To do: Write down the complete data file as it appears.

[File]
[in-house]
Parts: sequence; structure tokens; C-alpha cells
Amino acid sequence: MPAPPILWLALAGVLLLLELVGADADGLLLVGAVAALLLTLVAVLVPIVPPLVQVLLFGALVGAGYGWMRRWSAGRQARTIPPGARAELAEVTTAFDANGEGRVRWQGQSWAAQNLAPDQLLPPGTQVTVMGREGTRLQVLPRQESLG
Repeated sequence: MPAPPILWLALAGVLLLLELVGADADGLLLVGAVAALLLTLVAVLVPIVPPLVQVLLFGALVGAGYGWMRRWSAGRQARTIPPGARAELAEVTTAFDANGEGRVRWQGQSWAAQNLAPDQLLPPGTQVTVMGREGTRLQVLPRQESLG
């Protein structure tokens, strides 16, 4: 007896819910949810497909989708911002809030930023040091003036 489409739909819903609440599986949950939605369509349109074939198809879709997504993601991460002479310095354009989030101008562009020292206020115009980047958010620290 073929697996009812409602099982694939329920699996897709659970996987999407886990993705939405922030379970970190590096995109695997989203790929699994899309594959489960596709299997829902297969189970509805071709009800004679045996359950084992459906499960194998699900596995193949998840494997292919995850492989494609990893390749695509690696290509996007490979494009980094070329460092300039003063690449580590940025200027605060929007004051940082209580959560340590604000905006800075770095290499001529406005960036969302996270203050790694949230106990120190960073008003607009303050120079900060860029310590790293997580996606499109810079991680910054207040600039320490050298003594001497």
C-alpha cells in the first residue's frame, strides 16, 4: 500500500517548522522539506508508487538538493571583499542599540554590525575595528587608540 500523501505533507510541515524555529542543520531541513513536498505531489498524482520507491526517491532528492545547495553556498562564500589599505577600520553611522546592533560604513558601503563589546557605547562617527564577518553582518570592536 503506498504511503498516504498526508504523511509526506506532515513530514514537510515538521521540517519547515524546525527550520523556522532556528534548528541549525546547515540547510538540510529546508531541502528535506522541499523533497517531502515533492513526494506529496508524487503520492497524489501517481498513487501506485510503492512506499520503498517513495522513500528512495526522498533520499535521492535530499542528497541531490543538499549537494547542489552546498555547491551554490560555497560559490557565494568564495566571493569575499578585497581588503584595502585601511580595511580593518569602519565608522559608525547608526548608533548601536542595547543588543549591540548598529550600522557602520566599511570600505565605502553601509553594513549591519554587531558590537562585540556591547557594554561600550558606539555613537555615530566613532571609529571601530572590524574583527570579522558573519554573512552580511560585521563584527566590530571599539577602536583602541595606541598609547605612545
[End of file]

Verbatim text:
[in-house]
Parts: sequence; structure tokens; C-alpha cells
Amino acid sequence: MPAPPILWLALAGVLLLLELVGADADGLLLVGAVAALLLTLVAVLVPIVPPLVQVLLFGALVGAGYGWMRRWSAGRQARTIPPGARAELAEVTTAFDANGEGRVRWQGQSWAAQNLAPDQLLPPGTQVTVMGREGTRLQVLPRQESLG
Repeated sequence: MPAPPILWLALAGVLLLLELVGADADGLLLVGAVAALLLTLVAVLVPIVPPLVQVLLFGALVGAGYGWMRRWSAGRQARTIPPGARAELAEVTTAFDANGEGRVRWQGQSWAAQNLAPDQLLPPGTQVTVMGREGTRLQVLPRQESLG
């Protein structure tokens, strides 16, 4: 007896819910949810497909989708911002809030930023040091003036 489409739909819903609440599986949950939605369509349109074939198809879709997504993601991460002479310095354009989030101008562009020292206020115009980047958010620290 073929697996009812409602099982694939329920699996897709659970996987999407886990993705939405922030379970970190590096995109695997989203790929699994899309594959489960596709299997829902297969189970509805071709009800004679045996359950084992459906499960194998699900596995193949998840494997292919995850492989494609990893390749695509690696290509996007490979494009980094070329460092300039003063690449580590940025200027605060929007004051940082209580959560340590604000905006800075770095290499001529406005960036969302996270203050790694949230106990120190960073008003607009303050120079900060860029310590790293997580996606499109810079991680910054207040600039320490050298003594001497």
C-alpha cells in the first residue's frame, strides 16, 4: 500500500517548522522539506508508487538538493571583499542599540554590525575595528587608540 500523501505533507510541515524555529542543520531541513513536498505531489498524482520507491526517491532528492545547495553556498562564500589599505577600520553611522546592533560604513558601503563589546557605547562617527564577518553582518570592536 503506498504511503498516504498526508504523511509526506506532515513530514514537510515538521521540517519547515524546525527550520523556522532556528534548528541549525546547515540547510538540510529546508531541502528535506522541499523533497517531502515533492513526494506529496508524487503520492497524489501517481498513487501506485510503492512506499520503498517513495522513500528512495526522498533520499535521492535530499542528497541531490543538499549537494547542489552546498555547491551554490560555497560559490557565494568564495566571493569575499578585497581588503584595502585601511580595511580593518569602519565608522559608525547608526548608533548601536542595547543588543549591540548598529550600522557602520566599511570600505565605502553601509553594513549591519554587531558590537562585540556591547557594554561600550558606539555613537555615530566613532571609529571601530572590524574583527570579522558573519554573512552580511560585521563584527566590530571599539577602536583602541595606541598609547605612545